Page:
10. Static-y Hair

The only thing worse than winter hat hair is fly-aways that won’t stay in a hat to begin with. A dried-out scalp produces fewer oils, which can make hair full of static. Don’t skimp on conditioner, and simulate natural scalp oils by combing a bit of vitamin E oil through the hair before bed to replenish moisture.

If static is a major problem, consider switching up your grooming routine. Our Olivia Garden Natural Boar Bristle brushes help redistribute oils from the scalp to the rest of the hair and also conduct less static than plastic brushes and combs. Need a quick fix? Run a bit of argan oil through your hair and scalp, we are in love with our Damask Rose Moroccan Organics Argan.

Made from the stem cells of the argan roots this moisturizer is 7 xs more effective than traditional argan oils.

11. Scaly Elbows

The skin over high-pressure joints like elbows, knees, and heels is thicker to cushion the essential bones underneath. It’s great to have some extra padding, but ashy, scaly elbows are uncomfortable and unattractive. The key to keeping elbows (and other rough spots) soft is to exfoliate once or twice per week and moisturize every day.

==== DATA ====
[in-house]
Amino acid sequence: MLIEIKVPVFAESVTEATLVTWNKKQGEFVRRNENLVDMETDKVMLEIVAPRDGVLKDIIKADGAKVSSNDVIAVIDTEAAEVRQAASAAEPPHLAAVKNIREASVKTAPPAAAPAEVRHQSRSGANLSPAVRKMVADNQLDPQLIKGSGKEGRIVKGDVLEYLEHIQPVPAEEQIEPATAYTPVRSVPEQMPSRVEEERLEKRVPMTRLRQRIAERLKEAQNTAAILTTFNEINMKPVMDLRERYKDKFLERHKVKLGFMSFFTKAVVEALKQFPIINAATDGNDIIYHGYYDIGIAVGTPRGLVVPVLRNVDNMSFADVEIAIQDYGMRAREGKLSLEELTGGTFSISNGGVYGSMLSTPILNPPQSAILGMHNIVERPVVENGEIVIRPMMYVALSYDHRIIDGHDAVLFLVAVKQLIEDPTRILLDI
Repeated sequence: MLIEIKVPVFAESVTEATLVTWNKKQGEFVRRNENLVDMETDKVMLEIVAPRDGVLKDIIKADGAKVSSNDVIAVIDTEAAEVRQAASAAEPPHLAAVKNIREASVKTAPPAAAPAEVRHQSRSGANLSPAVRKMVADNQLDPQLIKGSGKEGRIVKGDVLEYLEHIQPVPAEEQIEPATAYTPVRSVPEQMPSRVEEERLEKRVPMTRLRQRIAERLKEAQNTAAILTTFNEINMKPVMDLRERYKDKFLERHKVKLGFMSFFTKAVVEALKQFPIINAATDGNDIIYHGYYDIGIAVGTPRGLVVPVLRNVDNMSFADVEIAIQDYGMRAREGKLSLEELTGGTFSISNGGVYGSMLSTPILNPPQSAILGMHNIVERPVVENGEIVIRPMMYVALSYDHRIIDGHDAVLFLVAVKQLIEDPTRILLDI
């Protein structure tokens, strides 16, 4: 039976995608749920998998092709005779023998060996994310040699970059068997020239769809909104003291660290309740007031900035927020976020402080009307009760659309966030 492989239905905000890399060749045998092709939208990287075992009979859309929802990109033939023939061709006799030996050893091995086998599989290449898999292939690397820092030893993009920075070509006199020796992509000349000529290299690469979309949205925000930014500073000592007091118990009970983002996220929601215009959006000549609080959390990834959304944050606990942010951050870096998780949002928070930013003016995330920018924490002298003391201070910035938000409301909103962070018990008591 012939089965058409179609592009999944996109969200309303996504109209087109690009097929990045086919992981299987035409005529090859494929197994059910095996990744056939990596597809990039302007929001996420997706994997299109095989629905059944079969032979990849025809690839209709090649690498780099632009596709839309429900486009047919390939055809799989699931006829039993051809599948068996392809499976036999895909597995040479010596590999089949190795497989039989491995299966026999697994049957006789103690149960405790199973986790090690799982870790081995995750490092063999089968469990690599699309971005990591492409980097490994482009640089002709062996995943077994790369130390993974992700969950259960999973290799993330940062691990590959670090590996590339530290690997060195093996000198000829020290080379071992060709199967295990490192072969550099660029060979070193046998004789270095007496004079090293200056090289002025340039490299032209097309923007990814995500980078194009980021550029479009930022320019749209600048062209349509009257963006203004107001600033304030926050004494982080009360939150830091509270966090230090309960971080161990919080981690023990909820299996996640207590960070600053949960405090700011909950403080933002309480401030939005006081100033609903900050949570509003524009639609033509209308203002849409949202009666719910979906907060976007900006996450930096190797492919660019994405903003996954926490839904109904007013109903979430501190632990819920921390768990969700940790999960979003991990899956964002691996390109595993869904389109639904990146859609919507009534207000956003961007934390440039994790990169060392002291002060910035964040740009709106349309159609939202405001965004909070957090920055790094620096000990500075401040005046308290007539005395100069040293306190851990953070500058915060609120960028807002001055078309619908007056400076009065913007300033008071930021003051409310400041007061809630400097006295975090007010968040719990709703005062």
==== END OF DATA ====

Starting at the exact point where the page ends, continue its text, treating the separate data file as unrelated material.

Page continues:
Combine a scoop of organic sugar, a tbs. of olive oil, and a drizzle of lemon juice to make a quick scrub. Even shorter on time? Halve a lemon, add a few pinches of sugar or sea salt, and rub the surface over rough skin. After exfoliating, rinse the skin and moisturize with a thick cream. If the dryness situation is really dire, apply a thin layer of coconut or olive oil to the area before bed. When elbows are really itchy, soak them in milk or apply cold compresses. Thick, red skin with flaky white patches that doesn’t go away may be psoriasis.

12. Windburn